This illumination of the revelation at Sinai is taken from the Tripartite Mahzor (Germany, ca.1300). Beneath a line of heavenly trumpets emerging from a thick layer of clouds, a clean-shaven Moses receives the law, with a heavily bearded Aaron close behind him. Rather surprisingly, Aaron is wearing a Christian episcopal mitre rather than traditional priestly regalia. Behind him a group of men, each wearing a Judenhut—the pointed hat that often distinguishes an Ashkenazi Jewish man in medieval manuscripts—look on. Behind a partition (a kind of synagogue mechitzah) of flowering vines, a group of women with normal human bodies, but with the faces of animals, look to the heavens. Such depictions in Ashkenazi manuscripts are common, though here it must be noted that (unlike, say, in the famous Griffins’ Head Haggadah) men are given ordinary human features.
As the men look across toward Aaron and Moses, the women gaze upward at the letter aleph, which begins the first word of the poem on the page, the Shavuot piyyut “Adon Imnani.” The endpoint of their gaze is the trumpets, which broadcast the divine voice. The foremost figure among the group of animal-headed women holds what I believe to be a siddur (prayerbook). If so, then she is the firzageren (or zogerke), the woman in medieval Ashkenazi Jewish communities who was responsible for reciting, translating, and interpreting the prayers for the female section of the synagogue. This illumination undoubtedly makes Torah the province of men, but I understand this small and easily overlooked detail of the siddur to indicate that the experience of the Divine Presence is accessible to women through prayer.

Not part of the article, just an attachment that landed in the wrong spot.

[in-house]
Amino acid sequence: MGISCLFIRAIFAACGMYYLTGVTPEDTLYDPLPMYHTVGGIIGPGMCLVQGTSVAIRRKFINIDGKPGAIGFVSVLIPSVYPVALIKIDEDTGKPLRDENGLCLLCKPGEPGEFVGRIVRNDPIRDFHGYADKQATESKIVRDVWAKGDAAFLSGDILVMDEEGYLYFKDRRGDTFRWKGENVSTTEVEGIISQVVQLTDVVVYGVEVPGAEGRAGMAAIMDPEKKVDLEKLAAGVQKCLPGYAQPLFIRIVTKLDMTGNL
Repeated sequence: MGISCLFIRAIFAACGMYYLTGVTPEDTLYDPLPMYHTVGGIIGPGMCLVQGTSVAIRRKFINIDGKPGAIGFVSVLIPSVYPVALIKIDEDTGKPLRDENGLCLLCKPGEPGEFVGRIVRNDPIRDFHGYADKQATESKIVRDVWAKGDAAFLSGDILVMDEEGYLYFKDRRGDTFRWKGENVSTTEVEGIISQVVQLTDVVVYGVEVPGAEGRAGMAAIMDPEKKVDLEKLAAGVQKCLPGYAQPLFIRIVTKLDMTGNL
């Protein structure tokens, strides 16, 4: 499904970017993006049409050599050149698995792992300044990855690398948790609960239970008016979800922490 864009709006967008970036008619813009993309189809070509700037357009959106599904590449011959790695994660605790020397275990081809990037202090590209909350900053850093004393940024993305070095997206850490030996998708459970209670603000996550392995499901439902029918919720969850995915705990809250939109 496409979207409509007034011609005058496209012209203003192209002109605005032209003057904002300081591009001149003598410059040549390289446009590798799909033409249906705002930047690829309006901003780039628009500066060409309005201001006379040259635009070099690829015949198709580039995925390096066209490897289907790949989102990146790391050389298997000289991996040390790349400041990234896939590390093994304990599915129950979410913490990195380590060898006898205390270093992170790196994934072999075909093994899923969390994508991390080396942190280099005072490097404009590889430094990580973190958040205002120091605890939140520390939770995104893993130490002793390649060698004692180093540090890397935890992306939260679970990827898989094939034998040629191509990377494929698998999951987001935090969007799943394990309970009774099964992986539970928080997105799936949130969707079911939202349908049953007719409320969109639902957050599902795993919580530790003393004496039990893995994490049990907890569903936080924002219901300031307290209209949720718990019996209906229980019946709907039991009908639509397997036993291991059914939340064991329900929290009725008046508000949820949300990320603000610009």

Overshadowed by the more earth-shaking or at least highly publicized events elsewhere, the "Tent City Protests" that began in Tel Aviv last summer have been forgotten by many outside of Israel. Nonetheless, they were extraordinary both in size-on September 3 as many as 450,000 marched throughout Israel-and civility. We thought that it would be useful to listen to what some thoughtful and involved Israelis are saying about what they saw or did last summer in the streets of Tel Aviv and Jerusalem.
Jorge Luis Borges, the Argentinian Nobel Prize-winning writer was captivated by Judaism. In 1934, he lamented, "hope is dimming that I will ever be able to discover my link to the Table of the Breads and the Sea of Bronze; to Heine, Gleizer, and the ten Sephiroth; to Ecclesiastes and Chaplin."
Should the Haskalah be rebranded as "Jewish Romanticism?” Olga Litvak seeks to bring about a radical change in the definition of Haskalah.
Explaining the origins of the many African and African American groups who identify themselves as Jews or, at least, as descendants of the ancient Israelites.